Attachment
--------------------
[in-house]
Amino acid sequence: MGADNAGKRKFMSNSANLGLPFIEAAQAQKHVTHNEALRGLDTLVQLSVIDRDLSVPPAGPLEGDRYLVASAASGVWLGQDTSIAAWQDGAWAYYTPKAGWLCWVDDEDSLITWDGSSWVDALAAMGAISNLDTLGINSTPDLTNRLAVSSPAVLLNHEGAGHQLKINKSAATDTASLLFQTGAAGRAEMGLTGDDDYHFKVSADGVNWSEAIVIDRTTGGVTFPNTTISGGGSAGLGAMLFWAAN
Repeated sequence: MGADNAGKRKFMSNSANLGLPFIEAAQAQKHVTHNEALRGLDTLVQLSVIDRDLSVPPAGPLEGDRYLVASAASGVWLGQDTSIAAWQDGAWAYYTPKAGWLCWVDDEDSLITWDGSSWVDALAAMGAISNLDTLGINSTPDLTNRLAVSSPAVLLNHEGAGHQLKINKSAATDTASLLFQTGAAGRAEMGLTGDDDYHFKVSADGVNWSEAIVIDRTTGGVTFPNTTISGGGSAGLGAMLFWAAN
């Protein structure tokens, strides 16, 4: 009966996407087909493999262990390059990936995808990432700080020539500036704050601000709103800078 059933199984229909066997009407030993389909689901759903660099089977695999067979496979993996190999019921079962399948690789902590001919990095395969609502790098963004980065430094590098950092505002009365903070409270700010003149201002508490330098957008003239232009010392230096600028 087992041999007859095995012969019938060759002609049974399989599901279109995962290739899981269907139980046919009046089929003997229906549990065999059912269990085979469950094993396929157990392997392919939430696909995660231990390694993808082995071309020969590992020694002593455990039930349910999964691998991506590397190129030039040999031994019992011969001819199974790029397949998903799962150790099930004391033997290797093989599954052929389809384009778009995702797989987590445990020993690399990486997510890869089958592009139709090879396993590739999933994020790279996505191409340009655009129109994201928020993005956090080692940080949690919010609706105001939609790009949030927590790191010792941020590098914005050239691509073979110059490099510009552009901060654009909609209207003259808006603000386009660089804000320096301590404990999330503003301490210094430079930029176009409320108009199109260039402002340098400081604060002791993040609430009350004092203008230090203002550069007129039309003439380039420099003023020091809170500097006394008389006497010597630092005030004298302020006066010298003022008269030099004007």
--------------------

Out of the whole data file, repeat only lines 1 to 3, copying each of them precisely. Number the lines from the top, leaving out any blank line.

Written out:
[in-house]
Amino acid sequence: MGADNAGKRKFMSNSANLGLPFIEAAQAQKHVTHNEALRGLDTLVQLSVIDRDLSVPPAGPLEGDRYLVASAASGVWLGQDTSIAAWQDGAWAYYTPKAGWLCWVDDEDSLITWDGSSWVDALAAMGAISNLDTLGINSTPDLTNRLAVSSPAVLLNHEGAGHQLKINKSAATDTASLLFQTGAAGRAEMGLTGDDDYHFKVSADGVNWSEAIVIDRTTGGVTFPNTTISGGGSAGLGAMLFWAAN
Repeated sequence: MGADNAGKRKFMSNSANLGLPFIEAAQAQKHVTHNEALRGLDTLVQLSVIDRDLSVPPAGPLEGDRYLVASAASGVWLGQDTSIAAWQDGAWAYYTPKAGWLCWVDDEDSLITWDGSSWVDALAAMGAISNLDTLGINSTPDLTNRLAVSSPAVLLNHEGAGHQLKINKSAATDTASLLFQTGAAGRAEMGLTGDDDYHFKVSADGVNWSEAIVIDRTTGGVTFPNTTISGGGSAGLGAMLFWAAN